Events
 

How does NGO training empower women learners in diverse Somali Diaspora?

CGS Brown Bag Series
Nov 04, 2015
12:15 PM to 01:15 PM
137 Sparks

Allyson Krupar, Penn State

Non-governmental organization (NGO) field workers believe they are empowering Somali women through training with refugees and recent immigrants in Dadaab, Kenya and Toronto, Canada. Empowerment is a contested term, with some NGO educators presenting women’s empowerment as participation in existing social structures and more efficient performance of their traditional roles, while others argue empowerment is related to social transformation and change. Somali refugee women conceptualize their own empowerment as they balance (re)connecting and (re)structuring families and communities after displacement. This presentation discusses dissertation research to understand how empowerment is interpreted in NGO training with Somali women in Dadaab and Toronto and subsequently internalized, reappropriated, and/or contested by learners.

Allyson Krupar has over seven years’ experience in research, project development, monitoring and evaluation in local organizations worldwide, specifically focusing on projects related to education for professionals, post-secondary education, and education for older learners who have not completed traditional formal schooling. Ms. Krupar has worked on education and human rights programs in the US, conflict resolution training in Liberia, health education in Uganda, and technology and education worldwide. She has taught at the American University of Afghanistan in Kabul and worked in distance and e-learning at Makerere University's Infectious Disease Institute in Kampala, Uganda and American University. She recently worked as a Visiting Researcher with RET, an international organization focusing on post-primary education for displaced people, where she conducted impact evaluation of programming and independent research towards her dissertation. She also is an Adjunct Instructor with American University’s School for Professional and Extended Studies. Ms. Krupar holds a Bachelors of Arts in Anthropology from Case Western Reserve University and a Masters of Arts in Interdisciplinary Studies focusing on conflict resolution, human rights law and anthropology from the School of International Service at American University. Currently, she is a Doctoral Candidate in Adult Education and Comparative International Education at Penn State University.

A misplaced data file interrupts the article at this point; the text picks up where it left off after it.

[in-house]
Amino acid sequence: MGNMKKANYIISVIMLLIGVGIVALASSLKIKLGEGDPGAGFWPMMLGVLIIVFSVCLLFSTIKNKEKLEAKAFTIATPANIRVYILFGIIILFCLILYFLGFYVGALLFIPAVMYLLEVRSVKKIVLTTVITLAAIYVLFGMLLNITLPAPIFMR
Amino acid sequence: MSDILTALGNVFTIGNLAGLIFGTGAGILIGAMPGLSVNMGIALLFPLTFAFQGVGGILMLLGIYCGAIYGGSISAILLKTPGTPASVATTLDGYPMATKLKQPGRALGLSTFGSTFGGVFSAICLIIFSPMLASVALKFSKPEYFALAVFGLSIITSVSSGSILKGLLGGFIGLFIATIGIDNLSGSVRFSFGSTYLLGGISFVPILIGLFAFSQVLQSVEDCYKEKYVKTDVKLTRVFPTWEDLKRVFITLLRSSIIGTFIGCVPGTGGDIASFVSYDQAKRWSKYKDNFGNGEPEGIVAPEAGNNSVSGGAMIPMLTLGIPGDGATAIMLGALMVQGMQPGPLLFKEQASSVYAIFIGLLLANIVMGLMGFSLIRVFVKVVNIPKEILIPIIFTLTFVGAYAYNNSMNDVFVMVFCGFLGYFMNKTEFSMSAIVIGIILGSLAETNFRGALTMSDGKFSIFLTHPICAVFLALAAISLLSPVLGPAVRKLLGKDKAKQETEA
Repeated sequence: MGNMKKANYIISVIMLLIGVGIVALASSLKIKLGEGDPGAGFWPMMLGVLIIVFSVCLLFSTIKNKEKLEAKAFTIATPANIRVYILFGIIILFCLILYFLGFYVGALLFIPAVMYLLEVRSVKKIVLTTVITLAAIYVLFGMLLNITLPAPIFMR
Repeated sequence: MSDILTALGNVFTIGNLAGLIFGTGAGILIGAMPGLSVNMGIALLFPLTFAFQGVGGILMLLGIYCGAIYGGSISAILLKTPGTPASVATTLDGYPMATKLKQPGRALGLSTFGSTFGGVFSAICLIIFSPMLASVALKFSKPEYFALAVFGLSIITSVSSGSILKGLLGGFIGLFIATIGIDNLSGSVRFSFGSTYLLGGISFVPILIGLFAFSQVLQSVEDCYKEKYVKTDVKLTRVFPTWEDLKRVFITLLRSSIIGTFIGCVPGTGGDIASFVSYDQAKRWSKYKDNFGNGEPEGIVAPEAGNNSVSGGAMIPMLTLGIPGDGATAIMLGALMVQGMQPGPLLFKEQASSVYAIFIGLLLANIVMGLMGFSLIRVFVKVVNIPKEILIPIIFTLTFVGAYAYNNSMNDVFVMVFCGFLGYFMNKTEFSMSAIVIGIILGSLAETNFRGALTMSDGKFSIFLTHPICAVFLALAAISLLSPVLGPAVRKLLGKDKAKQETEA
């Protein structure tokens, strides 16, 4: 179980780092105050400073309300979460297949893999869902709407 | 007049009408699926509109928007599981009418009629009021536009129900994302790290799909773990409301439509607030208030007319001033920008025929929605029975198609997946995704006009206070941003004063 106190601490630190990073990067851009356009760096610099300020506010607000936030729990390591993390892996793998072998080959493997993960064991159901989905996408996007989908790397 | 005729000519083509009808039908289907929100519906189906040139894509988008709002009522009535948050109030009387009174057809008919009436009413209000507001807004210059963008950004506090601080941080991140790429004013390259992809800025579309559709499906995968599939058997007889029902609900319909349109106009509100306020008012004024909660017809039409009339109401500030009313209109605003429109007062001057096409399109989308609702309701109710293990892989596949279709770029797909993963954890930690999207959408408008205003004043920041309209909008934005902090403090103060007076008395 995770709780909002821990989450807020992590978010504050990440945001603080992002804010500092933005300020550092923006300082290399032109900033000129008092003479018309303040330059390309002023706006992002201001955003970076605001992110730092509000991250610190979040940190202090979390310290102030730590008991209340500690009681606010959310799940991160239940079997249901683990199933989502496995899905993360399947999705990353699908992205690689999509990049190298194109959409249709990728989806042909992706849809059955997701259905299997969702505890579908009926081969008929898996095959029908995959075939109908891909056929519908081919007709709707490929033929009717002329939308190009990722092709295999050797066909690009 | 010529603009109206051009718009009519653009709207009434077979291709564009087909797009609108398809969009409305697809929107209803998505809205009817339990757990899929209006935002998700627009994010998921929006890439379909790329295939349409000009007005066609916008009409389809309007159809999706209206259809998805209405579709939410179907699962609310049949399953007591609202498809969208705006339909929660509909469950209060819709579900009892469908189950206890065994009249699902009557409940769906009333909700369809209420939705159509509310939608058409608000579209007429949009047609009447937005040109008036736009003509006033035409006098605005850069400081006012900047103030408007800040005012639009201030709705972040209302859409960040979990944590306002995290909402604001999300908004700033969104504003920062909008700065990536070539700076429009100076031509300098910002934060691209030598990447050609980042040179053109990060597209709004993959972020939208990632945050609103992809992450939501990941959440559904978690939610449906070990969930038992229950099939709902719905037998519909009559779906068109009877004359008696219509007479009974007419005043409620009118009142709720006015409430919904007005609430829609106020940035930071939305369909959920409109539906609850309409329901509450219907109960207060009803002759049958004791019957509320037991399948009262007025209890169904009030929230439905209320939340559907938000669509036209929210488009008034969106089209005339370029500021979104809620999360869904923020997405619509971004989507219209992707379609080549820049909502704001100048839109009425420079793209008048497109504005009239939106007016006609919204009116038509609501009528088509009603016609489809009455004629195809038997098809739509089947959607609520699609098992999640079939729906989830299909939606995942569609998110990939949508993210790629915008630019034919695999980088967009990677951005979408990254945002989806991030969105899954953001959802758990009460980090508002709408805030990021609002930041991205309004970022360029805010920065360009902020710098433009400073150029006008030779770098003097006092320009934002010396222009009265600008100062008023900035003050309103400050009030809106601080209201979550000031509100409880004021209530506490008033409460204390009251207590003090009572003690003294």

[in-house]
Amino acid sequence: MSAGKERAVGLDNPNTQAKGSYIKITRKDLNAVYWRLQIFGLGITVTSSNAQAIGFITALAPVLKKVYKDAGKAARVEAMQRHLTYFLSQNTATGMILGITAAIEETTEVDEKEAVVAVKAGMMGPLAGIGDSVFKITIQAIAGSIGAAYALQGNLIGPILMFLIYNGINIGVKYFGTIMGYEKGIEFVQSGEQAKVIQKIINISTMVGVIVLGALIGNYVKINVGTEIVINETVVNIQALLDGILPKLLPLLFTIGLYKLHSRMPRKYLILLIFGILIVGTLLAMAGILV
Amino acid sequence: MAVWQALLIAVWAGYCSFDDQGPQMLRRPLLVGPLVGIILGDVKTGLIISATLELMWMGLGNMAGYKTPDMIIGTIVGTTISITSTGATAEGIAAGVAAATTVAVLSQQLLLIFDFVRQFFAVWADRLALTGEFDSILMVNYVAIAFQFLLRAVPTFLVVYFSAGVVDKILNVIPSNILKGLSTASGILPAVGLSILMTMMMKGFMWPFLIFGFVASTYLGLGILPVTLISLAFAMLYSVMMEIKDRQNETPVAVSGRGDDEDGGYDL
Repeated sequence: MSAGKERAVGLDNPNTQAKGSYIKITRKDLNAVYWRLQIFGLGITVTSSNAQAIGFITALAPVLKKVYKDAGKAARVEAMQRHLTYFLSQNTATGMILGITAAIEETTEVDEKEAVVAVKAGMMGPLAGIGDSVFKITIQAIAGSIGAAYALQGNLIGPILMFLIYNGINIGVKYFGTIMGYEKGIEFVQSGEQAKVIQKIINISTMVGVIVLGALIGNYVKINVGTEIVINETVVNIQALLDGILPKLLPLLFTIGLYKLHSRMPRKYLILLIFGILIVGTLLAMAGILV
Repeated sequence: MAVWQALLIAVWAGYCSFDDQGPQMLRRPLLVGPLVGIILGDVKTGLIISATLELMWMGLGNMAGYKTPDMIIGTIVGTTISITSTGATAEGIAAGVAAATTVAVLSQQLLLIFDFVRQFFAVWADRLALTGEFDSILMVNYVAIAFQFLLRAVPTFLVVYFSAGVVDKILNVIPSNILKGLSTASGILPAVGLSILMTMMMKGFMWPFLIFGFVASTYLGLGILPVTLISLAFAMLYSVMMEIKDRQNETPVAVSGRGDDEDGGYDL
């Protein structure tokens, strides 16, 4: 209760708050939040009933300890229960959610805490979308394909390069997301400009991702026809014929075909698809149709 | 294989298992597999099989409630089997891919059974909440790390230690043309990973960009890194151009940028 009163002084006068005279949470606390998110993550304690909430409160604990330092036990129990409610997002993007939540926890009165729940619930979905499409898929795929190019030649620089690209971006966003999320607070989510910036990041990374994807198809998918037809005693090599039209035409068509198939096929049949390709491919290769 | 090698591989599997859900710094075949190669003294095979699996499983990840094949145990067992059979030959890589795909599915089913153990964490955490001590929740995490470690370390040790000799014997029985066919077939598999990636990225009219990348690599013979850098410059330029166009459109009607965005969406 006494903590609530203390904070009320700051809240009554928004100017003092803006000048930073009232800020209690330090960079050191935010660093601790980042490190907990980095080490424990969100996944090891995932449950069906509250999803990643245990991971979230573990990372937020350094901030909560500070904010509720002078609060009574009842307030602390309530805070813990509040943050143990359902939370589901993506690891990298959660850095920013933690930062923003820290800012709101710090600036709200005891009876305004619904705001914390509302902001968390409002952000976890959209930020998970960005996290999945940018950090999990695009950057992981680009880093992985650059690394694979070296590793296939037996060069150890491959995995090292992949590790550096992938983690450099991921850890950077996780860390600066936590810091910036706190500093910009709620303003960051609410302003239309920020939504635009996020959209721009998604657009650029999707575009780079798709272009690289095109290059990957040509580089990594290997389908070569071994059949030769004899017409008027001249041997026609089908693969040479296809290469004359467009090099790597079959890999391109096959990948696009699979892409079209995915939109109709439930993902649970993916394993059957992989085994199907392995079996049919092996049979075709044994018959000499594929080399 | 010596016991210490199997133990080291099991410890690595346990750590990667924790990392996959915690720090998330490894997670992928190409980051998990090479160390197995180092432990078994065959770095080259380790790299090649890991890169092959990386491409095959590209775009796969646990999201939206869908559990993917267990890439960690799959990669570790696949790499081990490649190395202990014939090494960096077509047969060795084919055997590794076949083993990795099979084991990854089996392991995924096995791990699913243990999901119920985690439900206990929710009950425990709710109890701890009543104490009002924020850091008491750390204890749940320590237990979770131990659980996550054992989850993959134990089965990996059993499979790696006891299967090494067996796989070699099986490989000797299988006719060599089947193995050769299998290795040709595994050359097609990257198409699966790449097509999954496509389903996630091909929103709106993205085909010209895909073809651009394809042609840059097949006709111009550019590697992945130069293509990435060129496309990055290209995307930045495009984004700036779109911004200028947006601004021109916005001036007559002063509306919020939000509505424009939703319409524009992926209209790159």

This lecture is a part of the Center for Global Studies Brown Bag Graduate Lecture Series which focuses on interdisciplinary graduate research.

Return to Top